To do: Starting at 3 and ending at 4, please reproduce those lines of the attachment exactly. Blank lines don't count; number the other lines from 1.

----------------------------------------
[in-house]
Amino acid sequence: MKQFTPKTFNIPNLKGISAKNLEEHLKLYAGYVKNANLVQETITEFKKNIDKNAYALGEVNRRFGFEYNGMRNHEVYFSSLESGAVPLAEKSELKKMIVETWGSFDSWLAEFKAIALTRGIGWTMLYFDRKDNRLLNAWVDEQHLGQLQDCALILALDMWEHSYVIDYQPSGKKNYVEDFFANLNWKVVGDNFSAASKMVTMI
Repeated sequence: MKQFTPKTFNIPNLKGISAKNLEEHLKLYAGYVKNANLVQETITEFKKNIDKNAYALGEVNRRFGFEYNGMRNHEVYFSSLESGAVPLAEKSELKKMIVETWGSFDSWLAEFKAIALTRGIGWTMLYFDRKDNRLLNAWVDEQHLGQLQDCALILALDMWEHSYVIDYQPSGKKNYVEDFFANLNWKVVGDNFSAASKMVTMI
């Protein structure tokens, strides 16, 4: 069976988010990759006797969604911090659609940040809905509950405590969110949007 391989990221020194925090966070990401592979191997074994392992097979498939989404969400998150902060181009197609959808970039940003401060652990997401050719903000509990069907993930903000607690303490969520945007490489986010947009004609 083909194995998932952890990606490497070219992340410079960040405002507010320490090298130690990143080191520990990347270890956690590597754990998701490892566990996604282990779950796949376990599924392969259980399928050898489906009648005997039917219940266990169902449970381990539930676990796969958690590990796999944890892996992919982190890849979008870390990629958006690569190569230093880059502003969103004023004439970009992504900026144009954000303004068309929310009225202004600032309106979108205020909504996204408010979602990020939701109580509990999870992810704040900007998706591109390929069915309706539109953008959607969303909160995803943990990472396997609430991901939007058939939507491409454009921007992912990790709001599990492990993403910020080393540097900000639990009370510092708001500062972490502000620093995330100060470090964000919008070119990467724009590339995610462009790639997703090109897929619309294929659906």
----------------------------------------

Repeated sequence: MKQFTPKTFNIPNLKGISAKNLEEHLKLYAGYVKNANLVQETITEFKKNIDKNAYALGEVNRRFGFEYNGMRNHEVYFSSLESGAVPLAEKSELKKMIVETWGSFDSWLAEFKAIALTRGIGWTMLYFDRKDNRLLNAWVDEQHLGQLQDCALILALDMWEHSYVIDYQPSGKKNYVEDFFANLNWKVVGDNFSAASKMVTMI
């Protein structure tokens, strides 16, 4: 069976988010990759006797969604911090659609940040809905509950405590969110949007 391989990221020194925090966070990401592979191997074994392992097979498939989404969400998150902060181009197609959808970039940003401060652990997401050719903000509990069907993930903000607690303490969520945007490489986010947009004609 083909194995998932952890990606490497070219992340410079960040405002507010320490090298130690990143080191520990990347270890956690590597754990998701490892566990996604282990779950796949376990599924392969259980399928050898489906009648005997039917219940266990169902449970381990539930676990796969958690590990796999944890892996992919982190890849979008870390990629958006690569190569230093880059502003969103004023004439970009992504900026144009954000303004068309929310009225202004600032309106979108205020909504996204408010979602990020939701109580509990999870992810704040900007998706591109390929069915309706539109953008959607969303909160995803943990990472396997609430991901939007058939939507491409454009921007992912990790709001599990492990993403910020080393540097900000639990009370510092708001500062972490502000620093995330100060470090964000919008070119990467724009590339995610462009790639997703090109897929619309294929659906």